Pre and Postop Flatfoot Reconstruction Achilles Lengthening, Calcaneal Osteotomy, Subtalar Implant and Midfoot (NC) Fusion

(Patient AR)

Pre and Postop Pediatric Flatfoot Reconstruction with Achilles Lengthening, Subtalar Implant and Cotton Osteotomy (Patient AR)

The arrow is pointing at the Cotton Graft


Below is an example of a what is called a midtarsal joint sag which occurs in severe flatfoot conditions, where there is a breach of the Navicular-Cuneiform joint and arch of the foot then collapses much like a failing bridge.

Preop and Postop Xrays of End Stage Adult Flatfoot with Triple Arthrodesis (Below)

Clinical Pics 12 weeks postop

Preop Xrays show the foot from the side and back of the heel. These lines should be parallel and not angled.


We can see correction of the deformity and excellent alignment after triple arthrodesis.


A lateral clinical photo shows the complete collapse of the medial midtarsal joints (left), where the bones that were once suspended are now weight bearing bones (right).

Below is an example of the changes that occur in the ankle from compensating a flatfoot condition in which the ankle goes into a permanent everted position (ankle valgus) which then causes abnormal function of the ankle joint leading to painful and sometimes debilitating arthritis.


Clinical pictures of adult foot with flatfoot characteristics such as the everted heel bone, and almost absence of the medial arch in both pictures as well as the out-toeing.

Surgical correction of the flatfoot can involve multiple corrections and techniques. The following is post-surgical correction of the deformity with subtalar joint implant and lengthening of the Achilles tendon.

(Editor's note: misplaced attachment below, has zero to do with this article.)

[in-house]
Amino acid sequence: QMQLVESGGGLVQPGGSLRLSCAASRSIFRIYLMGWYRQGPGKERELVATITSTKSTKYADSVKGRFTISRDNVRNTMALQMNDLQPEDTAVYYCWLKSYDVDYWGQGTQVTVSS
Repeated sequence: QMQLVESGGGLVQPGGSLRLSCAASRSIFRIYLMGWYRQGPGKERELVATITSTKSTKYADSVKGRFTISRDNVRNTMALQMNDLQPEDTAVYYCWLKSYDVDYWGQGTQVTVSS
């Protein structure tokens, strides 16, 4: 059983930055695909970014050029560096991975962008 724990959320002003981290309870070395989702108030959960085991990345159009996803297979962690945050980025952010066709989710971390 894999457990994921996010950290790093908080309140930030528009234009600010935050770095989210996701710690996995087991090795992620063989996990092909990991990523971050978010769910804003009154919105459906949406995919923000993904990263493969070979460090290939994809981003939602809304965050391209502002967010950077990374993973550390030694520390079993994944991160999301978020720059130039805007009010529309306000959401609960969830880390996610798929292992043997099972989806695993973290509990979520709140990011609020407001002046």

Status post midfoot fusion, subtalar implant and gastroc recession


Pre and Postop x-ray of adult flatfoot with severe TN arthritis


Severe flatfoot in 18 y/o before and after calcaneal osteotomy, subtalar implant and midfoot (navicular-cuneiform) fusion

Preop, the front of the foot is completely shifted or abducted on the back. The arch is collapsed and the heel has a low pitch.

Postop, the foot is aligned and the arch is restored.

Pics below are of a flatfoot reconstruction after 3 years. The reconstruction included a gastrocnemius recession, calcaneal osteotomy, subtalar implant and midfoot (navicular-cuneiform) fusion.

Preop and Postop Xray PTTD Flatfoot with Calcaneal Osteotomy, STJ Implant and Repair of PTT (WF)

Pre and Postop PTTD Reconstruction with Calcaneal Osteotomy, STJ Implant and 1st Metatarsal Osteotomy (Patient KP)


Pic of flatfoot with stj arthirits treated with triple arthrodesis

Joints are realigned and in excellent positioning

Pics and X-rays of End Stage Adult Acquired Flatfoot after PT rupture 7 years ago.

Due to the severity of the foot collapse, the ankle joint is beginning to tilt (ankle valgus).

Pic of Pre and Postop X-rays after Triple Arthrodesis for adult flatfoot with subtalar arthitis.

Pictured Below is before and after x-rays of a teenager with a neuromuscular developmental disorder that results in unstable flatfeet. In this case with limited ability to rehab after surgery a more definitive procedure was required involving fusion of three joint in the foot referred to as a triple arthrodesis.

See more pictures: Flatfeet Pictures